Children & Youth

Tips for Back to School Resolutions


As I opened the newspaper this morning, the Back to School Ads were the first thing that I saw. I can’t believe it is already time for summer to wind down and a NEW school year to start. Although summer can feel long for those of us with special needs children who thrive on structure, going back to school has its own set of challenges. 

As the new school year approaches, the thoughts from your child’s last school year may enter your mind. If the year was a good one, the new school year can bring your child excitement about seeing friends, finding out who their teacher will be, and getting to go shopping for new clothes. But if school is a challenge, those back to school ads may trigger fears and anxieties about new teachers, difficult classes, seeing other students who may have caused hurt feelings, and more. Our children can get stressed about grades, schedules, social media, and so much more. 

If your child struggled last year and summer was a welcomed reprieve, set your child’s expectations to make this year their best one yet. As the name suggests, it is a New Year. You can work with your child to make New Year’s resolutions for the start of the school year just like you do in January. 

Here are some suggestions for BACK TO SCHOOL Resolutions!

  1. Be organized. Does your child start the year with a clean backpack and supplies, but as the year progresses, their backpack and binder are a mess, filled with crumpled papers? Make a goal for this year to be different. It is easier to keep things organized when they never get messy. Help your child create a system where everything has its place - sections of the binder are labeled, each pocket of the backpack has a purpose, etc. Set a time each week when your child is responsible for ensuring that everything is still organized and clean, throwing out unnecessary papers, and filing away what is needed for review. This can be the same time when they are doing homework, at the end of the week, or even Sunday evening before bed. It is important that your child take ownership of this project, and that you help out only as needed.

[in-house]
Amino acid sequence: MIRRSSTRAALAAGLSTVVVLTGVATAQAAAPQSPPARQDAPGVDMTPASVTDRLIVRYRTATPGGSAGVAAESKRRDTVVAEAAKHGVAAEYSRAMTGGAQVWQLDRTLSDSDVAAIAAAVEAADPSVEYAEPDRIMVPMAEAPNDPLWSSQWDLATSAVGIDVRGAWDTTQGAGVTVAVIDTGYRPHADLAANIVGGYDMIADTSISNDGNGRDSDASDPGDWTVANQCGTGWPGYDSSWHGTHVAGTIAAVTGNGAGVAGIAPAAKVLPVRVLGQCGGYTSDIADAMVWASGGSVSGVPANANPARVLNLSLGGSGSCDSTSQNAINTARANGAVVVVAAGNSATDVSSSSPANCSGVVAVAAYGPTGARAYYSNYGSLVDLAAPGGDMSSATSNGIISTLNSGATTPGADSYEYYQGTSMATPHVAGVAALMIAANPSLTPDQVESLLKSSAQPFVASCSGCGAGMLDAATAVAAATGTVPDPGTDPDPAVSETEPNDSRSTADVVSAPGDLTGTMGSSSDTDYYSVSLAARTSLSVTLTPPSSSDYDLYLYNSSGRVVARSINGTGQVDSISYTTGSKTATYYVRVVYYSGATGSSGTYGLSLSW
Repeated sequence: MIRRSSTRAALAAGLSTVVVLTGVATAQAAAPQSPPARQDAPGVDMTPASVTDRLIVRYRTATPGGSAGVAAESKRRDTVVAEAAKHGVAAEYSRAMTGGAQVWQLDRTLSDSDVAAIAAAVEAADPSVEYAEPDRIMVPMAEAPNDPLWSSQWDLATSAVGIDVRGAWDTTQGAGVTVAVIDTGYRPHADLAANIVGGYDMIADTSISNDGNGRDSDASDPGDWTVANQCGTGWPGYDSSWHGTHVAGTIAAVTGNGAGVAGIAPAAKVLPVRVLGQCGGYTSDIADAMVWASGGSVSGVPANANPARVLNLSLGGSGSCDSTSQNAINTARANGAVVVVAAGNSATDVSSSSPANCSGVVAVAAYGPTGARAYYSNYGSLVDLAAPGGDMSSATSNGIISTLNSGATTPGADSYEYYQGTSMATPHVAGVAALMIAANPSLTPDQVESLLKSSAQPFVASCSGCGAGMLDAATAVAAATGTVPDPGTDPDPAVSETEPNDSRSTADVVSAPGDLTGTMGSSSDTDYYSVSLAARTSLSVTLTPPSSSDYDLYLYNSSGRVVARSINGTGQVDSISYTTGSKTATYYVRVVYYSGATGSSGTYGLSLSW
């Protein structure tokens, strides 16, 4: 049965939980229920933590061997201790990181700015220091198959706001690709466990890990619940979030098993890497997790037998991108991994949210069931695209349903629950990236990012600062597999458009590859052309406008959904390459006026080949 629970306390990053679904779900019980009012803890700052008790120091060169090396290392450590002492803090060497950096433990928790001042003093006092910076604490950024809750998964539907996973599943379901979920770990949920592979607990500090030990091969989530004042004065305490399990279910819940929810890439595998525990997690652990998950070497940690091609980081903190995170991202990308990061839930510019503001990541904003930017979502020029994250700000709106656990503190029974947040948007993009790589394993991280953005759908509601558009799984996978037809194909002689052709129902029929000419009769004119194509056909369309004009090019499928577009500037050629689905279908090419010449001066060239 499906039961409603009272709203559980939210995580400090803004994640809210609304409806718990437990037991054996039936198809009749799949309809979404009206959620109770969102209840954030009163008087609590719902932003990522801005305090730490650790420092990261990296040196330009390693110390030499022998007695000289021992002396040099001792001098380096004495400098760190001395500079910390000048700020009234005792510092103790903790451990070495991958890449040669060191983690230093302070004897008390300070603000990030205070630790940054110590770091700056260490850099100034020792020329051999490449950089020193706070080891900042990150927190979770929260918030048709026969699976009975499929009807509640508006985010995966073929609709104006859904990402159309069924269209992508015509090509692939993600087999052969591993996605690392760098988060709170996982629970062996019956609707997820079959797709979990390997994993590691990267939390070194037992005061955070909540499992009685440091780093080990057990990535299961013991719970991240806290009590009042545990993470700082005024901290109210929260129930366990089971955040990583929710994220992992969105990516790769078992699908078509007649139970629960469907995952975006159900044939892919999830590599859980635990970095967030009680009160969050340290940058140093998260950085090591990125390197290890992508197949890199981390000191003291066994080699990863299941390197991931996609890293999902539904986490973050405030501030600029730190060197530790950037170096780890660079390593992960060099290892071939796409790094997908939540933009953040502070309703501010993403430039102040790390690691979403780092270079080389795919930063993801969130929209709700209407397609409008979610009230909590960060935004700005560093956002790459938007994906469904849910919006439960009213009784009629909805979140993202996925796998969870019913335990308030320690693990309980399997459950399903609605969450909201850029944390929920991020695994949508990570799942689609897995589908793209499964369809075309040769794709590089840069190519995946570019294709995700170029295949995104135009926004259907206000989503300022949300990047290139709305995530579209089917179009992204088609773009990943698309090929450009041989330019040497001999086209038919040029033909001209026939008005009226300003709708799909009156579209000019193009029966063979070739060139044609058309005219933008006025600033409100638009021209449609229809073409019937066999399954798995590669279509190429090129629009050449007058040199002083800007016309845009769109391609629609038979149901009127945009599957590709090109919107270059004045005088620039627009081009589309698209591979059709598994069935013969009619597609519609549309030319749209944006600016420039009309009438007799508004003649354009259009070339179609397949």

2. Reset and resist social media. The increased use of social media has created added anxiety for many children and teens. Kids are constantly worried about what their friends are doing, whether they are included, or if they measure up. Discuss this with your kids and encourage them to try and set limits on how much time they spend on social media during the school week. Have them resolve to limit their phone usage until after they have finished homework.  You can encourage this by setting incentives and rewarding them if they are able to limit their social media screen time. 
  3. Start fresh. If you child struggled with their grades or friendships last year, help them resolve to start fresh this year. They should not dwell on what happened last year. If you see them starting to worry, just let them know it is a clean slate, remind them you have confidence in them, and that it is OK to always ask for support. Teach them to be their best advocate, and to reach out to you or their teacher, a counselor, or another trusted adult if they feel they need extra help. As your child gets older, they are going to need to be able to know when they need help and how to ask for it rather than relying on their parent to ask for them. 
  4. Embrace mindfulness. Everywhere you look these days, people are talking about mindfulness. Mindfulness is about being present and not being judgmental of oneself, which helps you worry less and stay relaxed. By resolving to practice mindfulness techniques for the new school year, your child can stay more relaxed and focused and hopefully have a productive and improved year. Some mindfulness techniques include meditation, breathing exercises, yoga, and body scanning. 

Trying just one of these should help ease anxieties as the new year begins. Have another idea? Let us know in the comments below.

Do you have an idea for a blog? We would love to hear from you. Send us a comment or email us at  

Tracy Greenberg is a mental health writer and advocate; in addition to her work for Sheppard Pratt, she volunteers for NAMI and the Crisis Text Line. Tracy is also a swim mom, mother, and wife, and is passionate about yoga, nature, and the Florida Gators. Follow along with Tracy at her blog.